Practice


  • Teaching Current Directions in Psychological Science

    Aimed at integrating cutting-edge psychological science into the classroom, Teaching Current Directions in Psychological Science offers advice and how-to guidance about teaching a particular area of research or topic in psychological science that has been the focus of an article in the APS journal Current Directions in Psychological Science. Current Directions is a peer-reviewed bimonthly journal featuring reviews by leading experts covering all of scientific psychology and its applications and allowing readers to stay apprised of important developments across subfields beyond their areas of expertise. Its articles are written to be accessible to nonexperts, making them ideally suited for use in the classroom. Visit the column for supplementary components, including classroom activities and demonstrations. Visit David G. Myers and C.

First Person


  • Developing Theory With the Grounded-Theory Approach and Thematic Analysis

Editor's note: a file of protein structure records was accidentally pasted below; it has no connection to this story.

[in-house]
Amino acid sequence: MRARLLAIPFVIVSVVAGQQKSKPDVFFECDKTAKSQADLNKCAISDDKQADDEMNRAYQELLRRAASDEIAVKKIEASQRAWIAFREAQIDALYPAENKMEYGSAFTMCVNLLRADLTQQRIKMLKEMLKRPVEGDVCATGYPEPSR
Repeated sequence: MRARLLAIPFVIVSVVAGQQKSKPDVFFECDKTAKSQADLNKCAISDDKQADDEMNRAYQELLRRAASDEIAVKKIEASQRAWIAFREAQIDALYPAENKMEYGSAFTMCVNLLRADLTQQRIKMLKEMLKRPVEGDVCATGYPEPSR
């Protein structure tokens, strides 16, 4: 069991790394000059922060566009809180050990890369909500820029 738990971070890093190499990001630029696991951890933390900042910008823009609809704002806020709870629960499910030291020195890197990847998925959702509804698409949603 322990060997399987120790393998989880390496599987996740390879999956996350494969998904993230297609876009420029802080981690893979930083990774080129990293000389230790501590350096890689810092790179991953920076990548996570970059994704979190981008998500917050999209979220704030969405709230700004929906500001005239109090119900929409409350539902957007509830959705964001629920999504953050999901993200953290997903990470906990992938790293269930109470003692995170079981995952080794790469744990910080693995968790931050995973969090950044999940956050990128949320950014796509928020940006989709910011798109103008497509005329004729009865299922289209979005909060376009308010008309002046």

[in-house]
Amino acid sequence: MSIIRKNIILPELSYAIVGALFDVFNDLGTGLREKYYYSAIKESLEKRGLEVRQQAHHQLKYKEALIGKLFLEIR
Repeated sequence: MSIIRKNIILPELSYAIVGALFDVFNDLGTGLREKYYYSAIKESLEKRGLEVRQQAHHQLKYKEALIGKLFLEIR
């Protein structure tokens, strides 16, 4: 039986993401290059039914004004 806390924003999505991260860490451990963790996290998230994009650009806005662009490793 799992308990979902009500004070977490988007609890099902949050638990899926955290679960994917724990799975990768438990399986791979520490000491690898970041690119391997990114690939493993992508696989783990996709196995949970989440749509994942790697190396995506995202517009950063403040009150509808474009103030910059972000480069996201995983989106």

Grounded theory is an approach by which theory is extended from qualitative analysis (Charmaz, 1990; Walsh, 2014). It began nearly 5 decades ago (Glaser & Straus, 1967) and has since developed and diversified (Heath & Cowley, 2004). This article outlines a process of thematic analysis directed by the grounded-theory approach and discusses the conditions under which this process is most suitable, using examples from my work with a research team on my master’s thesis about gender-role conceptions among Latinas (Heydarian, 2016). The use of thematic analysis driven by grounded theory is particularly informative for this area of cultural research.

More From This Issue


  • Beck Proposes an Integrative Theory of Depression

    Cognitive science pioneer Aaron Beck revolutionized the scientific investigation of depression, and his subsequent research has elucidated biological mechanisms that underpin some cognitive features of the disorder. In a new article published in Clinical Psychological

  • Books to Check Out: April 2016

    To submit a new book, email apsobserver@psychologicalscience.org. Parenting and Theory of Mind by Scott A. Miller; Oxford University Press, March 21, 2016.

  • Banaji, Ivry, and Pinker Honored With APS William James Fellow Awards